Each of the six samples were exposed to air at controlled temperature and humidity. The temperature was 60 C. and the humidity was that of a saturated solution of sodium chloride at 60 C. These conditions were chosen to accelerate oxidation and accordingly shorten the required test periods. At regular intervals the acid was extracted from weighed portions of each sample with water and the acid so extracted was titrated with one-tenth normal sodium hydroxide and the percentage of acid (calculated as HaPOO is shown in the accompanying' drawing wherein the curves of the six samples here referred to are identified. The following table gives the acidity of the several samples after the lapse of various periods of time. i

Acidity calculated as Hal-O4 sample will 35$. 1 52. 3%. 3.

Per Per Par Par Per Per cent cm! cent cmt cent The following additional examples of treatments intended to provide stabilizing effects water. The water contained in the moist phosphorus was suflicient to dilute the solution to slightly over tenth normal. The mixture was vigorously aerated for 18 hours, at a temperature range between 20-25 C. 7

Curve G indicates the results obtained by preparing a mixture as described in connection with curve F, except that after removing about 40 grams of the phosphorus mixture aeration was continued for another 22 hours. making about 40 hours in all.

Curve ,H indicates the results obtained while working with a mixture prepared as in connection with curve F, except that the temperature was maintained in the region of 40 0., and the w aeration period was approximately 10 hours.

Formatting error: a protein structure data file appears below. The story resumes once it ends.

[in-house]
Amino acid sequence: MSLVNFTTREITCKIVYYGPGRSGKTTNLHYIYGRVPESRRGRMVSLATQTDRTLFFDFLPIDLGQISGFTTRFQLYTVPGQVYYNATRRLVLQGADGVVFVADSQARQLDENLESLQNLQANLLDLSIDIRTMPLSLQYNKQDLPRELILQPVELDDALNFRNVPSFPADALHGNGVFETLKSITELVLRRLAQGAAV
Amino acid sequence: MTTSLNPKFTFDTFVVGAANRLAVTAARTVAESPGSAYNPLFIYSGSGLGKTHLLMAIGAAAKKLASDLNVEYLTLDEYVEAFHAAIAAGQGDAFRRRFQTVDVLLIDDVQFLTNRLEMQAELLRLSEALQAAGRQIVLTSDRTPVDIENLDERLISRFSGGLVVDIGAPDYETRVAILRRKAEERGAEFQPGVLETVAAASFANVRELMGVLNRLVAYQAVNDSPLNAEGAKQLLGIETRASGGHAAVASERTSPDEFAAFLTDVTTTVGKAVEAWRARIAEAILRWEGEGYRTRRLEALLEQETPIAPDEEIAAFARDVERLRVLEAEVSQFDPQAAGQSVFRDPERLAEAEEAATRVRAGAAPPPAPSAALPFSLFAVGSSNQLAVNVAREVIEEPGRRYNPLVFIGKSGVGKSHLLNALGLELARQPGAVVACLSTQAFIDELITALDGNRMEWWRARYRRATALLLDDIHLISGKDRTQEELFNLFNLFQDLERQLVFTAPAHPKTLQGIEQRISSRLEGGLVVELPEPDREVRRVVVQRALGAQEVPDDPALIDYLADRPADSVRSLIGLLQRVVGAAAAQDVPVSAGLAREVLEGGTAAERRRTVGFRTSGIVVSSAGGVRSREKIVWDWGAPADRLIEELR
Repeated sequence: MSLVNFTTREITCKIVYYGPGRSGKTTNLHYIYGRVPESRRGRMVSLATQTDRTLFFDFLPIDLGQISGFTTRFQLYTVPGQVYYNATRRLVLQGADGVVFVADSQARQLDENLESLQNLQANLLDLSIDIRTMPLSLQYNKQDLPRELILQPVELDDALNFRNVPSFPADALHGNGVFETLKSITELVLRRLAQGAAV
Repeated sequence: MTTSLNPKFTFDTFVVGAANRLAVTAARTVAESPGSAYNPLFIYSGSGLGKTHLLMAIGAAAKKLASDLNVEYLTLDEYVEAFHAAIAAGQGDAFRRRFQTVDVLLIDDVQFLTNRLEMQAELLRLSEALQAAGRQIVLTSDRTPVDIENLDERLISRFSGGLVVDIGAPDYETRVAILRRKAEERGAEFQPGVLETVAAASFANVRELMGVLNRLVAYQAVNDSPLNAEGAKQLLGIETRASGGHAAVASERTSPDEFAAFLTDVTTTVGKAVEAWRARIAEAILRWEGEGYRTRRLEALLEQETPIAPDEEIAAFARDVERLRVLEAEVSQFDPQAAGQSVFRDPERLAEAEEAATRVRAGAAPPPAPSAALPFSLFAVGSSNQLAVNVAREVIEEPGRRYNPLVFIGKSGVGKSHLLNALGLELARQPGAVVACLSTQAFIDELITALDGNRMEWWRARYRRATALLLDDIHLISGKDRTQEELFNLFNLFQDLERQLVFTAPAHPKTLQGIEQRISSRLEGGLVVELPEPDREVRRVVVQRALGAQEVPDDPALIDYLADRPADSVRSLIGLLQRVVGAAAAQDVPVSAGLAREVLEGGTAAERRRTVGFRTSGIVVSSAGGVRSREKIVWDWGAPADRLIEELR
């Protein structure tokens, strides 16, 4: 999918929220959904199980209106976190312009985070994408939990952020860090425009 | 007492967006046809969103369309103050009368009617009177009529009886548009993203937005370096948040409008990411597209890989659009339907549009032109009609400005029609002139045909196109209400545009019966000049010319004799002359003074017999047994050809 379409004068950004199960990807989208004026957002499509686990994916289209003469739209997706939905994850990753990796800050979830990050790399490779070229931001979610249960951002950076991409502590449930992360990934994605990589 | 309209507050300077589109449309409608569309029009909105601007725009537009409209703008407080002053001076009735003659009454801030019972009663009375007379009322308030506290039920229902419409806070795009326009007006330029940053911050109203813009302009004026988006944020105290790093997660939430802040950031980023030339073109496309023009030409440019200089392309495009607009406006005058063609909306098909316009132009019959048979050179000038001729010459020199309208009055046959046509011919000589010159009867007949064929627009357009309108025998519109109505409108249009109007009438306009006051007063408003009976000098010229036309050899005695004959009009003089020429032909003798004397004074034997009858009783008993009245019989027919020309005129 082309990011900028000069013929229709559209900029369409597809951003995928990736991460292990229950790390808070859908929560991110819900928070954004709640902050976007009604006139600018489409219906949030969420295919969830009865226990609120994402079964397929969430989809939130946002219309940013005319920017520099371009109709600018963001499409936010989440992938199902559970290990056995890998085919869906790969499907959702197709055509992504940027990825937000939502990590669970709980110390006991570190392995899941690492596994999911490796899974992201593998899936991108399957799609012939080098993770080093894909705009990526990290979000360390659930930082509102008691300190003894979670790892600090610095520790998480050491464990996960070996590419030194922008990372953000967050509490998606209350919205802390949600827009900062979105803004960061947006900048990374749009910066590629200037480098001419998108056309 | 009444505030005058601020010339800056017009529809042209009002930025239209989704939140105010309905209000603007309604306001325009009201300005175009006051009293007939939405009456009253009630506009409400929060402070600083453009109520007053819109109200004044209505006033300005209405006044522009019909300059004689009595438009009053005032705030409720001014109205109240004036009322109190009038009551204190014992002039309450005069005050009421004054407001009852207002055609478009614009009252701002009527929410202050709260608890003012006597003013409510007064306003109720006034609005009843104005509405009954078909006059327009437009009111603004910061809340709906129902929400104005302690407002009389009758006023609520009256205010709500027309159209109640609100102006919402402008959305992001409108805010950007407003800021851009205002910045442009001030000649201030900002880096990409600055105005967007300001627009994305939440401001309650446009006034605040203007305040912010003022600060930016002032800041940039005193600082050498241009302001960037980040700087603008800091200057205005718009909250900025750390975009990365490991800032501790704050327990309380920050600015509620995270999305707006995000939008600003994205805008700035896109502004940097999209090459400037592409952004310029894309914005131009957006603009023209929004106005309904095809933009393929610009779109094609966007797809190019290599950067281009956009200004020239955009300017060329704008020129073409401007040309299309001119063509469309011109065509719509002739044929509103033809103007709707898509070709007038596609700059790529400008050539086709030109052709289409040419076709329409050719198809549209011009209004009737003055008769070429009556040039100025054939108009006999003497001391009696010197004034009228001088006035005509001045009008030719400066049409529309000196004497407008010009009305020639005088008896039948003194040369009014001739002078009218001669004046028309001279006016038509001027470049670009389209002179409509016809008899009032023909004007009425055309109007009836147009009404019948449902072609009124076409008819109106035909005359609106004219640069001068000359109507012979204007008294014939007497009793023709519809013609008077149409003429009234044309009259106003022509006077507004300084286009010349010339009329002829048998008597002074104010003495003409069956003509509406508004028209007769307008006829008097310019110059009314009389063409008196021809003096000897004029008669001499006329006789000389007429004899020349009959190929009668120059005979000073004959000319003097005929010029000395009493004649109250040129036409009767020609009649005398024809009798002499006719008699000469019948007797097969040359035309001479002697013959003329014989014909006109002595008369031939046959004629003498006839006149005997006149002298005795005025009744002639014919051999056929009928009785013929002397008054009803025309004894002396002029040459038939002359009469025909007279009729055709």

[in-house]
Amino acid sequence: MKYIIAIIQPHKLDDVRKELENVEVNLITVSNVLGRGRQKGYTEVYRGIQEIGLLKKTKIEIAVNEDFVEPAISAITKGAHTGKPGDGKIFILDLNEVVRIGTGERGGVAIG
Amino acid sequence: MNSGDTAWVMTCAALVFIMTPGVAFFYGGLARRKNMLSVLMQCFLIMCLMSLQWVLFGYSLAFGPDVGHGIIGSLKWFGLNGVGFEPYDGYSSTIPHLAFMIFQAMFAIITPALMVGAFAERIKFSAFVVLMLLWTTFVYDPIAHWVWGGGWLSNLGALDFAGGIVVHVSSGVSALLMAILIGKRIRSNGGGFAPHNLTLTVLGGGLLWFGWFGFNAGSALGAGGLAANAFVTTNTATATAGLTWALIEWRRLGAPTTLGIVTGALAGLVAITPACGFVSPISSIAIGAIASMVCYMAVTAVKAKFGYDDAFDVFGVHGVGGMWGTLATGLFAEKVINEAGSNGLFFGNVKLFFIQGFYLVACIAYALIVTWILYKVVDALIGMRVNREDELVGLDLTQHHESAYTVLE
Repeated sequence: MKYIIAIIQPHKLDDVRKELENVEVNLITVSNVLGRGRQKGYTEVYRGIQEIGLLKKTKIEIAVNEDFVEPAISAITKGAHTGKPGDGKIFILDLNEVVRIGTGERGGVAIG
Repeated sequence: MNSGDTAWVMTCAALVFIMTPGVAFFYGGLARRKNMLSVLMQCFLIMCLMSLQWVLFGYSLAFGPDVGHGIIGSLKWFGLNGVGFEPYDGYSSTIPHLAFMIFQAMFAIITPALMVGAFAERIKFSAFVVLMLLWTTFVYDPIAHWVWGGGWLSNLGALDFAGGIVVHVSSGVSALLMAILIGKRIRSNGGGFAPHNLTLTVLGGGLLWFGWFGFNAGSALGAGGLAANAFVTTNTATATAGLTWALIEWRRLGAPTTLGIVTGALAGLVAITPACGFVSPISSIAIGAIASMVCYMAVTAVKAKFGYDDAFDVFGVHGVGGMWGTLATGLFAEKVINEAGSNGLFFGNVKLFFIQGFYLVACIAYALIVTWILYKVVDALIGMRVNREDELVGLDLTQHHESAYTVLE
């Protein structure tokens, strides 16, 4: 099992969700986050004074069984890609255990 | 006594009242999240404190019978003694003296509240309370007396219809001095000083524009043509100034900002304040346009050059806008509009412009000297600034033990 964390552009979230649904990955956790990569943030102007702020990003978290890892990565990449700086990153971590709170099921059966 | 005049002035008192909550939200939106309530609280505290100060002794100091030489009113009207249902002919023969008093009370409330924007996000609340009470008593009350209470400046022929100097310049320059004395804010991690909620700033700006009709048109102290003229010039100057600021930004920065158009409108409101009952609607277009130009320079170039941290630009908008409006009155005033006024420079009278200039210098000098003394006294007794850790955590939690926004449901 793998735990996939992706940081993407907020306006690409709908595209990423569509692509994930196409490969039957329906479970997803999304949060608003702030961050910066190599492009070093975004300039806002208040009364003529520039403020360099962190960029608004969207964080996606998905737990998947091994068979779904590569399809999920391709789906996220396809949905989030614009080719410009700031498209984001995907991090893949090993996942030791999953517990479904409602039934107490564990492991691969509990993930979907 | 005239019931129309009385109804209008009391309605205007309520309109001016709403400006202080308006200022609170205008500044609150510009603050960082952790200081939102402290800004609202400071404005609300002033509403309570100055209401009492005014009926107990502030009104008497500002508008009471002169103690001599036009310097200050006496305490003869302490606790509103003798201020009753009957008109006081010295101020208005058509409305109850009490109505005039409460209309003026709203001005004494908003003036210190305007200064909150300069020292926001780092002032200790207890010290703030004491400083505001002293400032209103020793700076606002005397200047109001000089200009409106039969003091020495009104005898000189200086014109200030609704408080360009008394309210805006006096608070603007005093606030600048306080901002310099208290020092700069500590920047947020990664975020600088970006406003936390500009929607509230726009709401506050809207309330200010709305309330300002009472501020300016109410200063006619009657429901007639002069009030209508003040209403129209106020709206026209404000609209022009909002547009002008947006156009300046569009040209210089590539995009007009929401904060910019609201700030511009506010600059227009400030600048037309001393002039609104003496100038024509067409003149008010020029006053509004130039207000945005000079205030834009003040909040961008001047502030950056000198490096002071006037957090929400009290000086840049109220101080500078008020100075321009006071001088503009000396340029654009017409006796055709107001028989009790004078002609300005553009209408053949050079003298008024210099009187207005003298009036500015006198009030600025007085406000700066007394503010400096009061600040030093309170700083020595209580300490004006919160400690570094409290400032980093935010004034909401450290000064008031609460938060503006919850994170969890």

were conducted in the laboratory for comparison purposes:

100' grams of red phosphorus was boiled for 10 hours with 175 ccs. ofsodium carbonate in a one-tenth normal solution. This method was likewise can'ied on in duplicate and in one case titration of 100 cos. of the solution with 33.5 cos.

Percent Y Acidity 17 days 1 26 day 2 35 day 3 days- 5.75 day 8 of water. The suspension was heated to between 80 and 0., 50 cos. of a 1% ammonium aluminum sulfate solution was added, and the whole boiled for 6 hours. The phosphorus was then filtered off. washed, and dried in vacuo over calcium chloride. The degree of oxidation of phosphorus so treated over a period of time is Ecglicated by the curves El and E2 of the draw- Curve 1'' of the chart indicatesthe results obtained by making the 1% solution of pure sodium aluminate by dissolving 10 grams thereof in water and diluting it to one liter. The solution was slightly-turbid but was not nltered. 250 cc. of the solution wasmixed with grams 01' moist red phosphorus containing about 20% of 7 Curve I indicates the results obtained whenworking with mixtures as described in connection with curve H, except that the temperature was maintained at about 60 C. I